Thonie Hevron Writing the stories behind the badge Co-chair Redwood Writers 2014 “Pen to Published” Conference Author of INTENT TO HOLD available from Oak Tree Press in 2014 and BY FORCE OR FEAR available on Amazon.com

      Thonie’s blog-Just the Facts, Ma’am website-thoniehevron.com

      ________________________________

      Like

  2. Jo Lauer
    January 23, 2014

    Thank you for this blog. My son-in-law deals with these realities every day. My daughter carries the weight of his burden as well, and my twin 4-year old grandsons have learned the importance of saying to their daddy when he leaves for work at night, “Be safe, Daddy.” I see the stress in every muscle, every fiber of his being, even when he’s trying his hardest to “look normal.”

    Like

    • Thonie Hevron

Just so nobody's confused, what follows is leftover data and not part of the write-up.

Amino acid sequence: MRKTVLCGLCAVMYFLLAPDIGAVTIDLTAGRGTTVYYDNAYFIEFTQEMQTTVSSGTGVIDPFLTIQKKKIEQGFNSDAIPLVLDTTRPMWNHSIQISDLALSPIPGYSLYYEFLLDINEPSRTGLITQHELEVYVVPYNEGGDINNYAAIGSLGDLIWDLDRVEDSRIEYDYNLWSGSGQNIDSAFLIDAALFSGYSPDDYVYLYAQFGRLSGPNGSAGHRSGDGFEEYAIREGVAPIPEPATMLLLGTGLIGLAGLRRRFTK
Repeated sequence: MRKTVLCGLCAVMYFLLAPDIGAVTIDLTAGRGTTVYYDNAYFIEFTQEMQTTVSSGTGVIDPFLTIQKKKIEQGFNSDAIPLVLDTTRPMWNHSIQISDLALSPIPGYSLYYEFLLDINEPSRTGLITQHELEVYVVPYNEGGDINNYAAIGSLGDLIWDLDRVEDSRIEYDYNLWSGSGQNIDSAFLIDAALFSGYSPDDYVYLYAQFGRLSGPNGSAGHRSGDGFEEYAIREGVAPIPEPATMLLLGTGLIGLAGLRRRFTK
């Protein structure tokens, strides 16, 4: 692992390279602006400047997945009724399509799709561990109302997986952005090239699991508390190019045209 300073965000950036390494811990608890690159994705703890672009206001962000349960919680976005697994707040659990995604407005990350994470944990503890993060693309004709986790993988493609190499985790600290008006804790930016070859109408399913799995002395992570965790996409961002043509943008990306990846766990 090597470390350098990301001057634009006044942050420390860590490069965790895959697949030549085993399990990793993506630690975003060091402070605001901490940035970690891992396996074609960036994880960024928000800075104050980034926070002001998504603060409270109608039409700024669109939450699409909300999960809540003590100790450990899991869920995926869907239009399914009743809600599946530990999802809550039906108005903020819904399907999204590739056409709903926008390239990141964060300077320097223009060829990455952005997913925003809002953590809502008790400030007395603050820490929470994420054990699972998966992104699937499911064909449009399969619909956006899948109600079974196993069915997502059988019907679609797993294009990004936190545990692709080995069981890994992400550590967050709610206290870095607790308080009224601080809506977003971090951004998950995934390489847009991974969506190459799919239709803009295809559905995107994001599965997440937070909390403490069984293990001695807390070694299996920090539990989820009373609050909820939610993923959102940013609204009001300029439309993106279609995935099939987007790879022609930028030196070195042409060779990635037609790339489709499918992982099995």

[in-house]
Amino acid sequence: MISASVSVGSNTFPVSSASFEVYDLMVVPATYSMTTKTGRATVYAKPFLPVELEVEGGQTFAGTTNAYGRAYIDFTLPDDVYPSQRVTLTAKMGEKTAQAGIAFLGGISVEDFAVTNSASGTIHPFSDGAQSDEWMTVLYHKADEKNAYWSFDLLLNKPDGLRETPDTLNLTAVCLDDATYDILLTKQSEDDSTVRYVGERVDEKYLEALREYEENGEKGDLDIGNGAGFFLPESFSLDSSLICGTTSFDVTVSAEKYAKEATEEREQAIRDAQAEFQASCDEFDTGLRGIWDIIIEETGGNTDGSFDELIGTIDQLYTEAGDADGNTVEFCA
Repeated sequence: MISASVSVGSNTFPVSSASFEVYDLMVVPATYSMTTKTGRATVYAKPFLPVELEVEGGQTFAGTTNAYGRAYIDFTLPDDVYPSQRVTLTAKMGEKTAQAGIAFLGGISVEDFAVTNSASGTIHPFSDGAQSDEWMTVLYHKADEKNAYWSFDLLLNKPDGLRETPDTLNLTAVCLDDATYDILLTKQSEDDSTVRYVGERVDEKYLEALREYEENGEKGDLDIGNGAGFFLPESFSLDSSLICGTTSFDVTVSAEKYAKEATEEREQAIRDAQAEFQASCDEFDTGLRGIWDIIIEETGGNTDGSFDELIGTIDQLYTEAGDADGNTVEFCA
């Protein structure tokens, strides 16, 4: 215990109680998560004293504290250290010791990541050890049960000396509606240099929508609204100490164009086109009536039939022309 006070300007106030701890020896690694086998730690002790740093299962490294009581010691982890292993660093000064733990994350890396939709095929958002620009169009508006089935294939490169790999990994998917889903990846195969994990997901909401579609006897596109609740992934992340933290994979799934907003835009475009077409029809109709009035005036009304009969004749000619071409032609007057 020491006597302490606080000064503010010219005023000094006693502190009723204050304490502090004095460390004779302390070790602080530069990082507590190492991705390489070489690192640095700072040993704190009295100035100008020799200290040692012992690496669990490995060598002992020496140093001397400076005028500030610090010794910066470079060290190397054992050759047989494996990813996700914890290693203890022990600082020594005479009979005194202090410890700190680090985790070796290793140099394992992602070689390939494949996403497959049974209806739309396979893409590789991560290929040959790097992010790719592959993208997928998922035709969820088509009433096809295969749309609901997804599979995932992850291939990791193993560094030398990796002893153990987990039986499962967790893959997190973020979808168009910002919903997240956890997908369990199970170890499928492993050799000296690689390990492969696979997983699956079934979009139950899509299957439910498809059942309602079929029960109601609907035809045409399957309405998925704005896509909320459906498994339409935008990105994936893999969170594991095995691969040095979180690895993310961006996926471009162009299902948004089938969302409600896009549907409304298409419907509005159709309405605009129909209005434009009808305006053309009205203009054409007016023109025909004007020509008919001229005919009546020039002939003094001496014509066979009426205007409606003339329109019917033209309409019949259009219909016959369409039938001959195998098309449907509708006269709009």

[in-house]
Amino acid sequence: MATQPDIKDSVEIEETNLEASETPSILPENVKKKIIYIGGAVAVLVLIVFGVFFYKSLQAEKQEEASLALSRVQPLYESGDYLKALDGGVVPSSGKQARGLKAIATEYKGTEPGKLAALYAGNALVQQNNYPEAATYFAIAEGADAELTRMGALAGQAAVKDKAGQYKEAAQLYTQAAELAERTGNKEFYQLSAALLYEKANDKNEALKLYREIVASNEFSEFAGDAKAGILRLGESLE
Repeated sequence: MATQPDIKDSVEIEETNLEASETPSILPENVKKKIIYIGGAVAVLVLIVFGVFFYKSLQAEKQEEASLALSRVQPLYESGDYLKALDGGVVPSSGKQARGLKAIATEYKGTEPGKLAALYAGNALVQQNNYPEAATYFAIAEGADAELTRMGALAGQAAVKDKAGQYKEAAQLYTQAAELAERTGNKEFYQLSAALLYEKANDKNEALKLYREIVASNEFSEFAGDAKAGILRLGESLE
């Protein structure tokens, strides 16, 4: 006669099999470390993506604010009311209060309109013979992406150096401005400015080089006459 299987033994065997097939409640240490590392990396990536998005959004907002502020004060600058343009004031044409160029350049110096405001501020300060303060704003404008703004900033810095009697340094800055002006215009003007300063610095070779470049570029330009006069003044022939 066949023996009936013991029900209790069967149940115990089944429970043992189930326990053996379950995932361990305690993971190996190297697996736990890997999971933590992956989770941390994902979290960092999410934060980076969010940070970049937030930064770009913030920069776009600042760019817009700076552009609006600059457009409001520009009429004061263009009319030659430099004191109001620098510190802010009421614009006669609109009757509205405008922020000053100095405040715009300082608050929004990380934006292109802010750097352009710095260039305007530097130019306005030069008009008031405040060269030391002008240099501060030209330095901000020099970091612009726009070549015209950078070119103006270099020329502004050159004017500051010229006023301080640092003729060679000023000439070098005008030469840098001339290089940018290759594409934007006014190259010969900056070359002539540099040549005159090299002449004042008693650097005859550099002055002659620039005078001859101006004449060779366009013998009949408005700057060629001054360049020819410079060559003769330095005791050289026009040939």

January 23, 2014

      Jo,
      Realities aside, your son-in-law probably carries these burdens willingly. There is much to be said for the “brotherhood” camaraderie of law enforcement. I’m sure he knows the toll the realities take on his loved ones but there is no more noble profession (alongside a fire fighter) than helping those who need it most when they need it most.

      Like

    • Hal Collier
      January 23, 2014

      I probably should have talked about the stress of a cops job on the family. I know my wife worried every time I went to work or she heard a breaking news story of a cop injuried. Some in my story my wife knew and one she attended the funeral. She now worries because our son has been a cop for over 17 years. It’s just an added toll, but we would never change a minute of being in the finest profession in America. Hal

      Like

  3. Pingback: Friday Night Links Redux — The Public Safety Edition | Wandering Voiceless